This international organization, now defunct, was founded in 1963 and disbanded in 2002 by its last chair, Thabo Mbeki, in favour of the African Union. The OAU's objectives were to promote unity and cooperation among newly independent African nations, defend their sovereignty and territorial integrity, represent them with a unified voice in the international arena, and eradicate colonialism in order to better the lives of the people of the continent.

At the invitation of Haile Selassie, the OAU, with its original 32 independent African member states, established its headquarters in Addis Ababa, Ethiopia. By the time it was dissolved, 53 of 54 African nations were members (Morocco had left in a huff in 1985 after the Western Sahara was made a member in 1982).

The OAU had lofty goals, but was not particularly successful in realizing them. Internal conflict was common, exacerbated by autocratic heads of state who proceeded to do what they wanted in spite of the OAU's principles; it was sometimes derisively called "The Dictators' Club". However, the OAU was able to mediate some disputes, and was instrumental in bringing about the end of apartheid and the beginning of majority rule in South Africa, which joined the OAU in 1994. It was less successful in establishing an African common market; the African Union was created to have a stronger commitment to democracy and more teeth to promote economic, political, and social integration across Africa.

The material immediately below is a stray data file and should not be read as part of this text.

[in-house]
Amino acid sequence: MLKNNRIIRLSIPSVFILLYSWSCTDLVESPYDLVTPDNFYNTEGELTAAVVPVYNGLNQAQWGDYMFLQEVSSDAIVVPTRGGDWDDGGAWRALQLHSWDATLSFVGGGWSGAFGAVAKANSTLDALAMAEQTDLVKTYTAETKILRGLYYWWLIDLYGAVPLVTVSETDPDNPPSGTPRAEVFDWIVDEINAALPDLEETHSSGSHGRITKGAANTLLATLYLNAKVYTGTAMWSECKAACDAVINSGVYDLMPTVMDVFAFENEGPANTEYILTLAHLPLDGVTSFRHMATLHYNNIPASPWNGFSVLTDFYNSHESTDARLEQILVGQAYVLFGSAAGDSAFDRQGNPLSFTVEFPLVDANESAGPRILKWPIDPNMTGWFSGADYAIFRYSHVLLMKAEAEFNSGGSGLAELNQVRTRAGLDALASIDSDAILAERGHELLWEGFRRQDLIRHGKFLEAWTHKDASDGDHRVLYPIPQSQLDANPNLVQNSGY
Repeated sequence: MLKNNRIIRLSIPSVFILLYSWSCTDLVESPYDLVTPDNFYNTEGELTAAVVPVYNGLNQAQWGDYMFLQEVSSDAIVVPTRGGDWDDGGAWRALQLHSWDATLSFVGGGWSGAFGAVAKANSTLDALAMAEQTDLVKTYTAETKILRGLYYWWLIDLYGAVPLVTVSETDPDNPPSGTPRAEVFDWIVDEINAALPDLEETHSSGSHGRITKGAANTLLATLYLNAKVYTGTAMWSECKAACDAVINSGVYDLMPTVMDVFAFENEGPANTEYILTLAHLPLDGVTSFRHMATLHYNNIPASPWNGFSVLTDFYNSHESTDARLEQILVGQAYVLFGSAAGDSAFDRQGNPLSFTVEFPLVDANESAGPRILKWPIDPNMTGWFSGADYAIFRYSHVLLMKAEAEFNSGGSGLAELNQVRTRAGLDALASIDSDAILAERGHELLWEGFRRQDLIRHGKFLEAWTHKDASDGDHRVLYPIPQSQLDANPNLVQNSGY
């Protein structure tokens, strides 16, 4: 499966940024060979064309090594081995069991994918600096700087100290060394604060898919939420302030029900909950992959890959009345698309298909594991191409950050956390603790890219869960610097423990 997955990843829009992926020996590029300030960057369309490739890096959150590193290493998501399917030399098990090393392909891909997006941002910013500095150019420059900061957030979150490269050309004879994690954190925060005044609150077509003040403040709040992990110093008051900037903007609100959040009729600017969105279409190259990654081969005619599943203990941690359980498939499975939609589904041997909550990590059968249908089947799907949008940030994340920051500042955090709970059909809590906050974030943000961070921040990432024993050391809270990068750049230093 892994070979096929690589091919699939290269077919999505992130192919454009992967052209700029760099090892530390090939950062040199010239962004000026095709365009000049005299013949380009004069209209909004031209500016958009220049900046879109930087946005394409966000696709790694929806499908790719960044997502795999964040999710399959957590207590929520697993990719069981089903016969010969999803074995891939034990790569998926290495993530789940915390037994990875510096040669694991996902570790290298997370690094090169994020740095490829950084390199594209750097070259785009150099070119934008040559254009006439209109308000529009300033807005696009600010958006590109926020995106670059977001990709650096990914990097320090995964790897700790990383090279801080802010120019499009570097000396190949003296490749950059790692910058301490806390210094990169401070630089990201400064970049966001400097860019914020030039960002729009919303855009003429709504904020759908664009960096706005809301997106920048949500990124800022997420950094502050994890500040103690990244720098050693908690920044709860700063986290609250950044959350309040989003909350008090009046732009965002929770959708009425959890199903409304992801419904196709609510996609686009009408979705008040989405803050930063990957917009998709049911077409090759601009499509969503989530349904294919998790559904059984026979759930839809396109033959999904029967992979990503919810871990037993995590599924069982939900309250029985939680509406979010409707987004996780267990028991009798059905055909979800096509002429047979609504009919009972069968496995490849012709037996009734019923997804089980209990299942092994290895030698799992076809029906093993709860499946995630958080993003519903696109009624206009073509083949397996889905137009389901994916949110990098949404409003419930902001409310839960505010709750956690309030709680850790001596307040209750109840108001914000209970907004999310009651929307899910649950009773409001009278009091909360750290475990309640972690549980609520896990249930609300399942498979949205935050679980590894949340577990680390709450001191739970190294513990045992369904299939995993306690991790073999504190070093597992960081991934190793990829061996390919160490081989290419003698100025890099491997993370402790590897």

The OAU's website is no longer active; the African Union's website can be viewed at

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